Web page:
By Rashid Abbasi
Imagine an omniscient surveillance system in which all your online activities are being recorded without consent and become a permanent record. And a search engine used by government that returns results from your emails and messages. Constantly evolving technology creates new ethical puzzles. The State is perceived as a necessary evil, but the question of how much privacy of the individual the state has a right to breach has developed into numerous facets. Edward Snowden’s memoir Permanent Record is about his courageous attempt to unmask the unethical approach of the United States (US) and the corporate entities towards mass surveillance of citizens. It is about his journey from a well-established and high profile government employee to a whistleblower and citizens’ rights activist living in exile.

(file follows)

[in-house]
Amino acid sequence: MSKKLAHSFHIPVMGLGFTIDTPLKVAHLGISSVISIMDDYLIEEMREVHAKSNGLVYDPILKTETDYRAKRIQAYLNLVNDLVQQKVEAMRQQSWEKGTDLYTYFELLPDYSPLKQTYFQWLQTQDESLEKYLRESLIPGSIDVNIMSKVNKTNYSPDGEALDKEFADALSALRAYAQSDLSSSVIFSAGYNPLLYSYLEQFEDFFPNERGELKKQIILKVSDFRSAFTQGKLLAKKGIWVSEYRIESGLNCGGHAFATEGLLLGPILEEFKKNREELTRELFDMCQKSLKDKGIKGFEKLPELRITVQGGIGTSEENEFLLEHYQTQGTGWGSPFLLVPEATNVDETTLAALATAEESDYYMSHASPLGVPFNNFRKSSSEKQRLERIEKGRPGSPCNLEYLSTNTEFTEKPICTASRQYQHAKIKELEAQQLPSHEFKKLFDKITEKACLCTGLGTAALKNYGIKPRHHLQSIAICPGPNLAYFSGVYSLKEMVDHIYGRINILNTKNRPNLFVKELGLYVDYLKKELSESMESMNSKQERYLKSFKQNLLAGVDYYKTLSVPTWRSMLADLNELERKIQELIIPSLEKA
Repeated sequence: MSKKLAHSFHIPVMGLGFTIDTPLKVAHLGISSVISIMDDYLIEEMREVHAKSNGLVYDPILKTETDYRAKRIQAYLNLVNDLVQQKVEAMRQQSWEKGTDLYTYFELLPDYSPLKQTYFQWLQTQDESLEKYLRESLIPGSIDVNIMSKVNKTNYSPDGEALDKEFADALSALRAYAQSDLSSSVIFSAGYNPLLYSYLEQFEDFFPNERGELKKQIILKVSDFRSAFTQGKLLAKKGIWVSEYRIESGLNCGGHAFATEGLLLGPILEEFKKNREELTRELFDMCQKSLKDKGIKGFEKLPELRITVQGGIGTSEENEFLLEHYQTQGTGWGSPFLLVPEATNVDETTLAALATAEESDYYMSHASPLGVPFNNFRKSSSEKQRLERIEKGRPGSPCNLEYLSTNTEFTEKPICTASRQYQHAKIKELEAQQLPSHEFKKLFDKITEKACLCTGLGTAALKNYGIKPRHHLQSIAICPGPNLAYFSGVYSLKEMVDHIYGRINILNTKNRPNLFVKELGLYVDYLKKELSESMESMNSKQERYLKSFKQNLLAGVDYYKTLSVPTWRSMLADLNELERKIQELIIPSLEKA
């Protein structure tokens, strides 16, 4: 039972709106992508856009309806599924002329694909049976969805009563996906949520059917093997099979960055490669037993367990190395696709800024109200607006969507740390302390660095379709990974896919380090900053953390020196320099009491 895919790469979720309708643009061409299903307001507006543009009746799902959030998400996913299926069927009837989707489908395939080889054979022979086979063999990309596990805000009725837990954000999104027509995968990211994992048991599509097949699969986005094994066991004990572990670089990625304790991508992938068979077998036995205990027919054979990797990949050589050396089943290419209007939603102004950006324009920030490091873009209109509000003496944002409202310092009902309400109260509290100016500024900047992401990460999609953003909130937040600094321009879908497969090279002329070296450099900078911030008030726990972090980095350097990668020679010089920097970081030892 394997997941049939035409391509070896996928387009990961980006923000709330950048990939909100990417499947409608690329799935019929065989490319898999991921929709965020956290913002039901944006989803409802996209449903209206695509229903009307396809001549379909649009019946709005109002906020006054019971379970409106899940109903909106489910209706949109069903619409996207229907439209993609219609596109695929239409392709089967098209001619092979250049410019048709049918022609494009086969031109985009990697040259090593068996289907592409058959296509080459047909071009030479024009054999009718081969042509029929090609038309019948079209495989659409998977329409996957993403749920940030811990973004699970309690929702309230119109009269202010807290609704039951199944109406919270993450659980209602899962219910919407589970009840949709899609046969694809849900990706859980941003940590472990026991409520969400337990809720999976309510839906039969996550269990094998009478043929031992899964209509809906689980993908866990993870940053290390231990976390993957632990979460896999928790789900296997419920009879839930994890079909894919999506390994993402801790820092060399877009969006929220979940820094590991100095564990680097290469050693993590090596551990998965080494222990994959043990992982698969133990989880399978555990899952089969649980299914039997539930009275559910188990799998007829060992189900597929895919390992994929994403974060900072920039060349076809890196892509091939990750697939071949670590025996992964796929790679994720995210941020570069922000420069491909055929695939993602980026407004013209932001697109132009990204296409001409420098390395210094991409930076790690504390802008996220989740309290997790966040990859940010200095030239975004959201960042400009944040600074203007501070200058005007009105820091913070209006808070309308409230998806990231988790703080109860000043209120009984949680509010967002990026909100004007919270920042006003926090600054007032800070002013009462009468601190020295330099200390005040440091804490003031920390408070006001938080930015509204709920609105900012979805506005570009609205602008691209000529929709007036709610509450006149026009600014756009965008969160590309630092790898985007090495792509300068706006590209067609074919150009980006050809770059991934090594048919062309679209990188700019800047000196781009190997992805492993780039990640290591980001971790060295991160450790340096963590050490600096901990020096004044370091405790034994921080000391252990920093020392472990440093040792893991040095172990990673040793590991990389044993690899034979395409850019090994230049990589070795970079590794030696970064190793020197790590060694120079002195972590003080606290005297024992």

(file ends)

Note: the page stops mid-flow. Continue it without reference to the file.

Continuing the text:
The autobiographical account begins with his childhood. He grew up in North Carolina and his parents worked for the government. He loved playing video games; his family got its first modem in 1992. His mother used to challenge him with math puzzles that he solved orally. The surveillance free internet of the 1990s was the “most pleasant and successful anarchy” in Snowden’s opinion. School felt unnecessary and a waste of time; the internet seemed the real teacher as it provided answers to his curiosity. The 9/11 attacks affected Snowden to the extent that he decided to join the US Army to serve his country. He was good at computers but joined the army as he wanted to be praised for different talents, “not just mind but also heart and muscle.” An injury during army training and the realization that the army did not suit him was followed by his employment by high profile intelligence agencies such as the Central Intelligence Agency (CIA) and National Security Agency (NSA). Around the same time he also met his future wife Lindsay Mills through a dating app.